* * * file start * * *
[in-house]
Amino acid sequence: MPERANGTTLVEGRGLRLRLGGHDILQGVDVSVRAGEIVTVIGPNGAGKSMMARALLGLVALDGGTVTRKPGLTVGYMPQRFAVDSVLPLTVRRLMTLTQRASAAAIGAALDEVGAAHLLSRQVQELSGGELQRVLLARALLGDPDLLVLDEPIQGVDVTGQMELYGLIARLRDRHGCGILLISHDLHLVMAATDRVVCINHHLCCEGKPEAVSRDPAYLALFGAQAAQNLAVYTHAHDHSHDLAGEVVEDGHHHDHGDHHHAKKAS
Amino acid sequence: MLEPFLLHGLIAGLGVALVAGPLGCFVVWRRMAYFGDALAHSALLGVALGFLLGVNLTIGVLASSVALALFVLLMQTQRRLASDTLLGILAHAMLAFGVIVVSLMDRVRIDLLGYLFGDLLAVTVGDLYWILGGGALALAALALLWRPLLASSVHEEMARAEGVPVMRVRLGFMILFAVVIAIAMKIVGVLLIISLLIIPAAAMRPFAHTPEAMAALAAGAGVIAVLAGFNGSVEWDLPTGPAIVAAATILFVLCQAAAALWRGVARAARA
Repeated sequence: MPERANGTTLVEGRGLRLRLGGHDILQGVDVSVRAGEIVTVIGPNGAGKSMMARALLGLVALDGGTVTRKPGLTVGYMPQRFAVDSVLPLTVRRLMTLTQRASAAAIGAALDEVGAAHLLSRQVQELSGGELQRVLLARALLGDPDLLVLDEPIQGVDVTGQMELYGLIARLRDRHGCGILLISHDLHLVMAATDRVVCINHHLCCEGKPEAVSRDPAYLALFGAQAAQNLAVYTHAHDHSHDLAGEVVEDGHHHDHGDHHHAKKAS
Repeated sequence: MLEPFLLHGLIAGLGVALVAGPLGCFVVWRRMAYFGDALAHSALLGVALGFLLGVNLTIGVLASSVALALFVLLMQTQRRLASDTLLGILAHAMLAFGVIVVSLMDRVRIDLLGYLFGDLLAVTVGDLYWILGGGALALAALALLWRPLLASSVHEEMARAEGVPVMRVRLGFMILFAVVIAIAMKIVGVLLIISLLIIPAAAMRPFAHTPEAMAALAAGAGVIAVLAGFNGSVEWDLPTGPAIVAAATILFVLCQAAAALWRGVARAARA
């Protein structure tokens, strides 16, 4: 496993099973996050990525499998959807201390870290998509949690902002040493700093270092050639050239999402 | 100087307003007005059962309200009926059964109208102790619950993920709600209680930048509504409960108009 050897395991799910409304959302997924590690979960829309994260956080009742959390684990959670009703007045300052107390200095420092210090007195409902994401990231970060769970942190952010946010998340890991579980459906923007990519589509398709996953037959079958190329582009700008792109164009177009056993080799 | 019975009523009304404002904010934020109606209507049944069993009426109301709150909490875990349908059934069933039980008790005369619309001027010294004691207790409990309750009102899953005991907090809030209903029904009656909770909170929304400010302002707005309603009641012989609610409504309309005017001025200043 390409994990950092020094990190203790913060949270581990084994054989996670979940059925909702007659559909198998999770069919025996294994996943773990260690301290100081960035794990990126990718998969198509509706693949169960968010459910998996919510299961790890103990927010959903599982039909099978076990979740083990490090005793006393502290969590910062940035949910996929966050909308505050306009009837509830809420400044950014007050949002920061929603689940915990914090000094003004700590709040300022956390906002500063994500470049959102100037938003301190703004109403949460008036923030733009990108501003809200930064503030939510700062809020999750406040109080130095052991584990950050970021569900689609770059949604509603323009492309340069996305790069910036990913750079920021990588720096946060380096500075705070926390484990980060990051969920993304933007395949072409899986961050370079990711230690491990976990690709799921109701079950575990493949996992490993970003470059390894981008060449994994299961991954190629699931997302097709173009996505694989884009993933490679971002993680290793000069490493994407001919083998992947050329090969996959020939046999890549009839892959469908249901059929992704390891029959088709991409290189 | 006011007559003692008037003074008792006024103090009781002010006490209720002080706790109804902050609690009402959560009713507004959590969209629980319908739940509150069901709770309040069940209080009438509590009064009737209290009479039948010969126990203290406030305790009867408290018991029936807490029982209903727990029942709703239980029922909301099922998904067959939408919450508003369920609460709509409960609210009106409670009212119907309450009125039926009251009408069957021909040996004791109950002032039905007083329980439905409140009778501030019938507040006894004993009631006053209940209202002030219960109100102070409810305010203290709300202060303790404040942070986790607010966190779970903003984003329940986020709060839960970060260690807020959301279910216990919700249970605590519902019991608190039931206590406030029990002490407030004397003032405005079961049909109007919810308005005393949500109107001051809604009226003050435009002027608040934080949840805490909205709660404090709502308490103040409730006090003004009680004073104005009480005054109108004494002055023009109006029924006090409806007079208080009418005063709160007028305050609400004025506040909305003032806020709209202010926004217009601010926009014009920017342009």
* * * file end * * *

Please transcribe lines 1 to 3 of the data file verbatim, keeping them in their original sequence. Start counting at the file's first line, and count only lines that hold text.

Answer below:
[in-house]
Amino acid sequence: MPERANGTTLVEGRGLRLRLGGHDILQGVDVSVRAGEIVTVIGPNGAGKSMMARALLGLVALDGGTVTRKPGLTVGYMPQRFAVDSVLPLTVRRLMTLTQRASAAAIGAALDEVGAAHLLSRQVQELSGGELQRVLLARALLGDPDLLVLDEPIQGVDVTGQMELYGLIARLRDRHGCGILLISHDLHLVMAATDRVVCINHHLCCEGKPEAVSRDPAYLALFGAQAAQNLAVYTHAHDHSHDLAGEVVEDGHHHDHGDHHHAKKAS
Amino acid sequence: MLEPFLLHGLIAGLGVALVAGPLGCFVVWRRMAYFGDALAHSALLGVALGFLLGVNLTIGVLASSVALALFVLLMQTQRRLASDTLLGILAHAMLAFGVIVVSLMDRVRIDLLGYLFGDLLAVTVGDLYWILGGGALALAALALLWRPLLASSVHEEMARAEGVPVMRVRLGFMILFAVVIAIAMKIVGVLLIISLLIIPAAAMRPFAHTPEAMAALAAGAGVIAVLAGFNGSVEWDLPTGPAIVAAATILFVLCQAAAALWRGVARAARA